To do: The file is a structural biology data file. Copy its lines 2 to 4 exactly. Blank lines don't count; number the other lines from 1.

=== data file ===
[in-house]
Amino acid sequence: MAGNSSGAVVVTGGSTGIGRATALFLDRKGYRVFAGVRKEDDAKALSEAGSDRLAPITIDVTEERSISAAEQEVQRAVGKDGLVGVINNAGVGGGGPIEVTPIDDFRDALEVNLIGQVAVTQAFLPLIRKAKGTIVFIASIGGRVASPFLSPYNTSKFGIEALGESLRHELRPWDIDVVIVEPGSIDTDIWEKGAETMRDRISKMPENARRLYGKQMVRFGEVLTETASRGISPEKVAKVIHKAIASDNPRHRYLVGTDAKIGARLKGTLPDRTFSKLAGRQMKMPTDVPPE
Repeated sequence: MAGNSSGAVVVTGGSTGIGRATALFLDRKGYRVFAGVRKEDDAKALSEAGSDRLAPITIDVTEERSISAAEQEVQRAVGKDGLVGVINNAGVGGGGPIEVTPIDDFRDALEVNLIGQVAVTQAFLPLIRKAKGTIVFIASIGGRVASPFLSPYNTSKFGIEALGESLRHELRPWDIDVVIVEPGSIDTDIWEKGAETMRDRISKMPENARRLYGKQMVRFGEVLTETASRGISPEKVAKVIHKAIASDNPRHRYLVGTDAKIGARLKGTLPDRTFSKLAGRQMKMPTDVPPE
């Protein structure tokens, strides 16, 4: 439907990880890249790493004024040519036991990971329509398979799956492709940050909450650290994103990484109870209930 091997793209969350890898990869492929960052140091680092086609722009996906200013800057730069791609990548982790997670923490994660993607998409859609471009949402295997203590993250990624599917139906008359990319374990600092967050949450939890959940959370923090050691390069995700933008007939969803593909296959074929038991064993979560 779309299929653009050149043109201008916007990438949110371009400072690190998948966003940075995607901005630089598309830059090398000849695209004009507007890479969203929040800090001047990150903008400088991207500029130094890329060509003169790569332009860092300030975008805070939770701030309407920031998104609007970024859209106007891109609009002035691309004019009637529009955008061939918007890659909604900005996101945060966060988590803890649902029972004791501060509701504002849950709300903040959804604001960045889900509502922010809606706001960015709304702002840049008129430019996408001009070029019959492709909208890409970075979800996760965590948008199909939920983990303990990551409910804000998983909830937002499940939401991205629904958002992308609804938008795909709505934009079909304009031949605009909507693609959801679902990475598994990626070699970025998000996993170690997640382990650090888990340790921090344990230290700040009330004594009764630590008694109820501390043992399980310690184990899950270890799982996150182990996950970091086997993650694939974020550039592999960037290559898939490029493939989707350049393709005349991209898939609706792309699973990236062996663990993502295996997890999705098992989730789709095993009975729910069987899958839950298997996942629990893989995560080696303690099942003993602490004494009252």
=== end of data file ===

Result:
Amino acid sequence: MAGNSSGAVVVTGGSTGIGRATALFLDRKGYRVFAGVRKEDDAKALSEAGSDRLAPITIDVTEERSISAAEQEVQRAVGKDGLVGVINNAGVGGGGPIEVTPIDDFRDALEVNLIGQVAVTQAFLPLIRKAKGTIVFIASIGGRVASPFLSPYNTSKFGIEALGESLRHELRPWDIDVVIVEPGSIDTDIWEKGAETMRDRISKMPENARRLYGKQMVRFGEVLTETASRGISPEKVAKVIHKAIASDNPRHRYLVGTDAKIGARLKGTLPDRTFSKLAGRQMKMPTDVPPE
Repeated sequence: MAGNSSGAVVVTGGSTGIGRATALFLDRKGYRVFAGVRKEDDAKALSEAGSDRLAPITIDVTEERSISAAEQEVQRAVGKDGLVGVINNAGVGGGGPIEVTPIDDFRDALEVNLIGQVAVTQAFLPLIRKAKGTIVFIASIGGRVASPFLSPYNTSKFGIEALGESLRHELRPWDIDVVIVEPGSIDTDIWEKGAETMRDRISKMPENARRLYGKQMVRFGEVLTETASRGISPEKVAKVIHKAIASDNPRHRYLVGTDAKIGARLKGTLPDRTFSKLAGRQMKMPTDVPPE
């Protein structure tokens, strides 16, 4: 439907990880890249790493004024040519036991990971329509398979799956492709940050909450650290994103990484109870209930 091997793209969350890898990869492929960052140091680092086609722009996906200013800057730069791609990548982790997670923490994660993607998409859609471009949402295997203590993250990624599917139906008359990319374990600092967050949450939890959940959370923090050691390069995700933008007939969803593909296959074929038991064993979560 779309299929653009050149043109201008916007990438949110371009400072690190998948966003940075995607901005630089598309830059090398000849695209004009507007890479969203929040800090001047990150903008400088991207500029130094890329060509003169790569332009860092300030975008805070939770701030309407920031998104609007970024859209106007891109609009002035691309004019009637529009955008061939918007890659909604900005996101945060966060988590803890649902029972004791501060509701504002849950709300903040959804604001960045889900509502922010809606706001960015709304702002840049008129430019996408001009070029019959492709909208890409970075979800996760965590948008199909939920983990303990990551409910804000998983909830937002499940939401991205629904958002992308609804938008795909709505934009079909304009031949605009909507693609959801679902990475598994990626070699970025998000996993170690997640382990650090888990340790921090344990230290700040009330004594009764630590008694109820501390043992399980310690184990899950270890799982996150182990996950970091086997993650694939974020550039592999960037290559898939490029493939989707350049393709005349991209898939609706792309699973990236062996663990993502295996997890999705098992989730789709095993009975729910069987899958839950298997996942629990893989995560080696303690099942003993602490004494009252």